Walt Mossberg

Google’s Nexus One Is Bold New Face in Super-Smartphones

Google this week is taking two dramatic steps to try to catapult devices using its Android mobile operating system into stronger competition with Apple’s (AAPL) iPhone and Research in Motion’s (RIMM) BlackBerry in the battle for supremacy in the super-smartphone category.

First, the search giant is bringing out a beautiful, sleek new Android phone, the Nexus One, built to its specifications. Second, it has decided to offer the new phone—and future models—to consumers directly, unlocked, via the Web, and then invite multiple carriers to compete to sell service plans and subsidized versions of the hardware.

One carrier is ready to support the Nexus One on day one: the U.S. arm of T-Mobile, a longstanding Google (GOOG) partner. The new Google Phone, built by HTC of Taiwan, will cost $529 unlocked direct from Google, at google.com/phone. It will cost $179 from T-Mobile online with a two-year contract that will set you back $79.99 a month.

Verizon Wireless (VZ) in the U.S. and Vodafone (VOD) in Europe will sell the Nexus One eventually at subsidized prices that haven’t yet been announced. All of this will take place on a Google-hosted Web site, a much easier way to buy a phone and service than is typical today, and one that promises to further weaken the power of the carriers.

The company also plans to sell the costlier, unsubsidized version to consumers in the U.K., Hong Kong and Singapore immediately. Like Americans who buy this unlocked version, these customers will have to purchase carrier service separately, something they should be able to obtain right away by just buying and inserting a SIM card from a carrier with compatible technology. (This initial unlocked phone won’t work with Verizon or Sprint in the U.S., nor on AT&T’s 3G network, only the latter’s slower network.)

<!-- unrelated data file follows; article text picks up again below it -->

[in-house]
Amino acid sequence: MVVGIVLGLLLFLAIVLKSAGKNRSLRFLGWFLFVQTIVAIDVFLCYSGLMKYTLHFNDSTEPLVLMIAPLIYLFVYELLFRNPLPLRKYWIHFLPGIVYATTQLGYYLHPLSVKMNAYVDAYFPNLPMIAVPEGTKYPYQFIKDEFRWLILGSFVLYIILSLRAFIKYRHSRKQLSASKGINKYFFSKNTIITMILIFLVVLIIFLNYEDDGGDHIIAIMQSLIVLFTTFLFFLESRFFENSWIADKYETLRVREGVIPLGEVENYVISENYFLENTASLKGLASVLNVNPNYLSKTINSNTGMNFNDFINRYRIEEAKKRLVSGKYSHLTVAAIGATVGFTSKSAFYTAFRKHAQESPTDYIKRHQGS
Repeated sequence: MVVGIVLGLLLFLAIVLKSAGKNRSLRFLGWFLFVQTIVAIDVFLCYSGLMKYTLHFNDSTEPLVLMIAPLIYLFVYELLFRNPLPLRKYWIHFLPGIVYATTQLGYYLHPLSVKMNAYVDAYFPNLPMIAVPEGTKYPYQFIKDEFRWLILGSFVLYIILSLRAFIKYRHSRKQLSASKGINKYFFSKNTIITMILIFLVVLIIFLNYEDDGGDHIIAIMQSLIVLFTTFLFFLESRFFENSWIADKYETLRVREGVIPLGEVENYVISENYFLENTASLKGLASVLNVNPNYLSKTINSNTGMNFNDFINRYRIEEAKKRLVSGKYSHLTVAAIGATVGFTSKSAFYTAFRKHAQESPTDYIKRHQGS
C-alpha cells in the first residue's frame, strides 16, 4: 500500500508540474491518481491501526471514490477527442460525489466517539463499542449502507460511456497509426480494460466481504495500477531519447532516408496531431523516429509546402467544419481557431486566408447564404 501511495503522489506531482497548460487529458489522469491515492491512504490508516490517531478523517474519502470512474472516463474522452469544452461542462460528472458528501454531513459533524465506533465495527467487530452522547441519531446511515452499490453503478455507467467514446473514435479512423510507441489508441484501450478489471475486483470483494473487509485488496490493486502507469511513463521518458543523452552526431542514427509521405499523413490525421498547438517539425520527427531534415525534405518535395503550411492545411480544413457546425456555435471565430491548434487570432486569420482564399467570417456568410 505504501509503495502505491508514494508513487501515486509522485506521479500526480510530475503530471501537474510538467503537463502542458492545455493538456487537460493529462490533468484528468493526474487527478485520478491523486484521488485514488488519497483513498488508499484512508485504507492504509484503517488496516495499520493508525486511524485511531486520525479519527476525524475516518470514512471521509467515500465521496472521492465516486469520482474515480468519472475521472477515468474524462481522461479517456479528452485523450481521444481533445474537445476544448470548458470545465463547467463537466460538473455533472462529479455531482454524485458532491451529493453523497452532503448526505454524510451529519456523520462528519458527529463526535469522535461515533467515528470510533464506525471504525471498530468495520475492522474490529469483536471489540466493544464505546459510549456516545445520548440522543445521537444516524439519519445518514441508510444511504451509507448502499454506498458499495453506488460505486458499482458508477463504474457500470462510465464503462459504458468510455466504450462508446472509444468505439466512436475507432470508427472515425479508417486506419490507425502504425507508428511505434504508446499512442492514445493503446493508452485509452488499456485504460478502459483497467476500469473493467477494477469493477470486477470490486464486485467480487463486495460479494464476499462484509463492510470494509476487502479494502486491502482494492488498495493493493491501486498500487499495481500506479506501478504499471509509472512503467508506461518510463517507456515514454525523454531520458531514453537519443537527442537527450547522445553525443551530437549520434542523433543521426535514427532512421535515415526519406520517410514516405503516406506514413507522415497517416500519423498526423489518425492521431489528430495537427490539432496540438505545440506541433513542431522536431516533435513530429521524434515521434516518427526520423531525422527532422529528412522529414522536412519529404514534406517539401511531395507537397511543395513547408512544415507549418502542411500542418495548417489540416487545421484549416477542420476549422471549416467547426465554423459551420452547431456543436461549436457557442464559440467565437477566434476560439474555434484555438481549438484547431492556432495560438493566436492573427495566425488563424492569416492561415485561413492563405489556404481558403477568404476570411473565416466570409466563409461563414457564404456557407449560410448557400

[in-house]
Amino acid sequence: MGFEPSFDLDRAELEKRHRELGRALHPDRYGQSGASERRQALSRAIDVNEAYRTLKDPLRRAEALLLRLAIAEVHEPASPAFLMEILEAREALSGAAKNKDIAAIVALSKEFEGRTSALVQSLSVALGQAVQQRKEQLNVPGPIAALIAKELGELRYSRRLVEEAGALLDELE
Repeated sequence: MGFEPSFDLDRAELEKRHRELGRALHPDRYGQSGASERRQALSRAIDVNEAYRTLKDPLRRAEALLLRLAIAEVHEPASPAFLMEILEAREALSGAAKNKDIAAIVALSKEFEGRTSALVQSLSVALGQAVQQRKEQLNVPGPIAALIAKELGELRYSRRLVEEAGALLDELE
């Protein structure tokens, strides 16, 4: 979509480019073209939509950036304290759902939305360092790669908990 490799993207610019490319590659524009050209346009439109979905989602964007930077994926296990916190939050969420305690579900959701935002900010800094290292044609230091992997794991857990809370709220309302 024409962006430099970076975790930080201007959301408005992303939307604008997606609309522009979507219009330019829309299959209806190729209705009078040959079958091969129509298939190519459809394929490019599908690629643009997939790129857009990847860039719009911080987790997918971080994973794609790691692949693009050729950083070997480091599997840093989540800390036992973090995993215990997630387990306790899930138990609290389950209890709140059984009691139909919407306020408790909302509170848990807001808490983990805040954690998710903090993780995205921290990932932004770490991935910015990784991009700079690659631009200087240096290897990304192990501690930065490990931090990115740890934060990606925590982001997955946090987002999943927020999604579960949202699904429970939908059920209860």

The Nexus One has a larger screen than Apple’s phone, and is a bit thinner, narrower and lighter—if a tad longer. And it boasts a better camera and longer talk time between battery charges.

I’ve been testing the Nexus One for a couple of weeks and I like it a lot. It’s the best Android phone so far, in my view, and the first I could consider carrying as my everyday hand-held computer. It is a svelte gray device with a 3.7-inch, high-resolution screen; a thin strip of buttons underneath for home, back, menu and search; and a trackball.

The Nexus One finally has the right combination of hardware and software to give Android a champion that might attract more people away from their iconic iPhones and BlackBerrys. It has a larger screen than Apple’s phone, and is a bit thinner, narrower and lighter—if a tad longer. And it boasts a better camera and longer talk time between battery charges.

Also, because it will be available on the large, well-regarded Verizon 3G network, the Nexus One could tempt American iPhone users, tired of problems with AT&T (T), to switch.

The iPhone still retains some strong advantages. It boasts well over 100,000 third-party apps—around 125,000 by some unofficial estimates—versus around 18,000 for the Android platform. And it has vastly more memory for storing apps, so you can keep many more of them on your phone at any one time. On the Nexus One, only 190 megabytes of its total 4.5 gigabytes of memory is allowed for storing apps. On the $199 iPhone, nearly all of the 16 gigabytes of memory can be used for apps.

In fact, the $199 iPhone 3GS has roughly four times as much user-accessible memory out of the box, though the memory on the Nexus One can be expanded via memory cards. Apple also has a more-fluid user interface, with multitouch gestures for handling photos and Web pages.